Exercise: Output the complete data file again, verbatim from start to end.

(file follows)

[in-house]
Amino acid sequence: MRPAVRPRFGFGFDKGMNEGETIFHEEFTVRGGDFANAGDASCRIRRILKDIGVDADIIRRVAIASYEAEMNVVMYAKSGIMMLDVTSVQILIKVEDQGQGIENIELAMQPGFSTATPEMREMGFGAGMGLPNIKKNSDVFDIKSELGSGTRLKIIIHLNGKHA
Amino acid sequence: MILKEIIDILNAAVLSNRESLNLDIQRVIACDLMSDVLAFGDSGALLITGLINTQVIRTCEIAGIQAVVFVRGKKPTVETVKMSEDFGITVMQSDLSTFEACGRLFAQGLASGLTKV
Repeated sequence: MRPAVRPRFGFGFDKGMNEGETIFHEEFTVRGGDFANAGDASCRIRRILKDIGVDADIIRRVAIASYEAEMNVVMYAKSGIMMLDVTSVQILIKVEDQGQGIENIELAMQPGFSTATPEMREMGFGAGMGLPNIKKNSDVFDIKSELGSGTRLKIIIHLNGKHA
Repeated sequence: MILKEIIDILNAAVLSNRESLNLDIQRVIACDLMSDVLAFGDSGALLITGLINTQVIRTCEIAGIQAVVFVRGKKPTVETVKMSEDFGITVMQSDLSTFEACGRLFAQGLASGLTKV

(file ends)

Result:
[in-house]
Amino acid sequence: MRPAVRPRFGFGFDKGMNEGETIFHEEFTVRGGDFANAGDASCRIRRILKDIGVDADIIRRVAIASYEAEMNVVMYAKSGIMMLDVTSVQILIKVEDQGQGIENIELAMQPGFSTATPEMREMGFGAGMGLPNIKKNSDVFDIKSELGSGTRLKIIIHLNGKHA
Amino acid sequence: MILKEIIDILNAAVLSNRESLNLDIQRVIACDLMSDVLAFGDSGALLITGLINTQVIRTCEIAGIQAVVFVRGKKPTVETVKMSEDFGITVMQSDLSTFEACGRLFAQGLASGLTKV
Repeated sequence: MRPAVRPRFGFGFDKGMNEGETIFHEEFTVRGGDFANAGDASCRIRRILKDIGVDADIIRRVAIASYEAEMNVVMYAKSGIMMLDVTSVQILIKVEDQGQGIENIELAMQPGFSTATPEMREMGFGAGMGLPNIKKNSDVFDIKSELGSGTRLKIIIHLNGKHA
Repeated sequence: MILKEIIDILNAAVLSNRESLNLDIQRVIACDLMSDVLAFGDSGALLITGLINTQVIRTCEIAGIQAVVFVRGKKPTVETVKMSEDFGITVMQSDLSTFEACGRLFAQGLASGLTKV